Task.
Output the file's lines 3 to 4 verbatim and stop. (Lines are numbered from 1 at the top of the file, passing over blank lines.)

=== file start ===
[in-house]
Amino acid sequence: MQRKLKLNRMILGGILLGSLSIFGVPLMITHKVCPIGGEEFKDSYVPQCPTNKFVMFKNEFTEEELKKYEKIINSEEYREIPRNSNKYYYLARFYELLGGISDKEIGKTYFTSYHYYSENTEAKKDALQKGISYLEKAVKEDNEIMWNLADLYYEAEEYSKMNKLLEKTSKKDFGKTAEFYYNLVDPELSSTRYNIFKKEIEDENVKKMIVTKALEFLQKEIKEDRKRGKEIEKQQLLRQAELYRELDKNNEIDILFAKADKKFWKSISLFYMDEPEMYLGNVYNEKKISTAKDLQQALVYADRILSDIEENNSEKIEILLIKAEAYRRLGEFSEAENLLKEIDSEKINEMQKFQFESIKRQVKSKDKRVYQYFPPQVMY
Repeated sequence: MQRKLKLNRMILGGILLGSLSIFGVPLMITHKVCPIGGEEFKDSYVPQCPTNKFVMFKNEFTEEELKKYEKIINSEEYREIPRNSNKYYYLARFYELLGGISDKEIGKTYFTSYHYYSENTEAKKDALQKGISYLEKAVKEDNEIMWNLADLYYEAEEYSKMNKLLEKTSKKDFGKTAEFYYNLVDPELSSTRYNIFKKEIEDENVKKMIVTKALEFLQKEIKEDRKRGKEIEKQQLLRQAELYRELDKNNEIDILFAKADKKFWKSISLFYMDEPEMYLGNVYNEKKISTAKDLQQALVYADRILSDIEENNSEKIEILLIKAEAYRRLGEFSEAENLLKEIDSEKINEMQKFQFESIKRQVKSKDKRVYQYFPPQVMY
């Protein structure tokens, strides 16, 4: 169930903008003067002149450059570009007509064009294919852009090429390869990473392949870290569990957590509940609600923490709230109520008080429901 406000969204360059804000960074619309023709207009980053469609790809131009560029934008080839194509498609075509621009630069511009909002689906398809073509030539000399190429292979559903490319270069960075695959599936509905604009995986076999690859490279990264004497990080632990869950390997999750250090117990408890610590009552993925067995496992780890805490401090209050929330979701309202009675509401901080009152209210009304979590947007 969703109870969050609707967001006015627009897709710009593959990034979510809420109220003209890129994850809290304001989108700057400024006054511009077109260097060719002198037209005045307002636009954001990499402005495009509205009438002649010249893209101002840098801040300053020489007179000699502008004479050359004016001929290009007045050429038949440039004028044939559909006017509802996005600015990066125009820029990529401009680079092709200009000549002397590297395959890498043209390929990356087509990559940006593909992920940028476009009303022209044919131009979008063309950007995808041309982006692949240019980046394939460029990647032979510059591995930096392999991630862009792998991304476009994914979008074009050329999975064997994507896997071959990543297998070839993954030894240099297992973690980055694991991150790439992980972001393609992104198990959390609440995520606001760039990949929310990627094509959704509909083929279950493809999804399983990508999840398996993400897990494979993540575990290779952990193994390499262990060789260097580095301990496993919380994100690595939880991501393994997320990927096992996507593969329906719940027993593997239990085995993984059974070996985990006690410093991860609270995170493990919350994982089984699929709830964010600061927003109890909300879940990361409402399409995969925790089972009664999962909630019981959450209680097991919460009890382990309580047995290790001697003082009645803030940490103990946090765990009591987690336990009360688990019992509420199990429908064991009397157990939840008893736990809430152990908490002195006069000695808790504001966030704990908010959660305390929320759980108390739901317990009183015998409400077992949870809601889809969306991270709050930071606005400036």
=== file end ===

Repeated sequence: MQRKLKLNRMILGGILLGSLSIFGVPLMITHKVCPIGGEEFKDSYVPQCPTNKFVMFKNEFTEEELKKYEKIINSEEYREIPRNSNKYYYLARFYELLGGISDKEIGKTYFTSYHYYSENTEAKKDALQKGISYLEKAVKEDNEIMWNLADLYYEAEEYSKMNKLLEKTSKKDFGKTAEFYYNLVDPELSSTRYNIFKKEIEDENVKKMIVTKALEFLQKEIKEDRKRGKEIEKQQLLRQAELYRELDKNNEIDILFAKADKKFWKSISLFYMDEPEMYLGNVYNEKKISTAKDLQQALVYADRILSDIEENNSEKIEILLIKAEAYRRLGEFSEAENLLKEIDSEKINEMQKFQFESIKRQVKSKDKRVYQYFPPQVMY
């Protein structure tokens, strides 16, 4: 169930903008003067002149450059570009007509064009294919852009090429390869990473392949870290569990957590509940609600923490709230109520008080429901 406000969204360059804000960074619309023709207009980053469609790809131009560029934008080839194509498609075509621009630069511009909002689906398809073509030539000399190429292979559903490319270069960075695959599936509905604009995986076999690859490279990264004497990080632990869950390997999750250090117990408890610590009552993925067995496992780890805490401090209050929330979701309202009675509401901080009152209210009304979590947007 969703109870969050609707967001006015627009897709710009593959990034979510809420109220003209890129994850809290304001989108700057400024006054511009077109260097060719002198037209005045307002636009954001990499402005495009509205009438002649010249893209101002840098801040300053020489007179000699502008004479050359004016001929290009007045050429038949440039004028044939559909006017509802996005600015990066125009820029990529401009680079092709200009000549002397590297395959890498043209390929990356087509990559940006593909992920940028476009009303022209044919131009979008063309950007995808041309982006692949240019980046394939460029990647032979510059591995930096392999991630862009792998991304476009994914979008074009050329999975064997994507896997071959990543297998070839993954030894240099297992973690980055694991991150790439992980972001393609992104198990959390609440995520606001760039990949929310990627094509959704509909083929279950493809999804399983990508999840398996993400897990494979993540575990290779952990193994390499262990060789260097580095301990496993919380994100690595939880991501393994997320990927096992996507593969329906719940027993593997239990085995993984059974070996985990006690410093991860609270995170493990919350994982089984699929709830964010600061927003109890909300879940990361409402399409995969925790089972009664999962909630019981959450209680097991919460009890382990309580047995290790001697003082009645803030940490103990946090765990009591987690336990009360688990019992509420199990429908064991009397157990939840008893736990809430152990908490002195006069000695808790504001966030704990908010959660305390929320759980108390739901317990009183015998409400077992949870809601889809969306991270709050930071606005400036």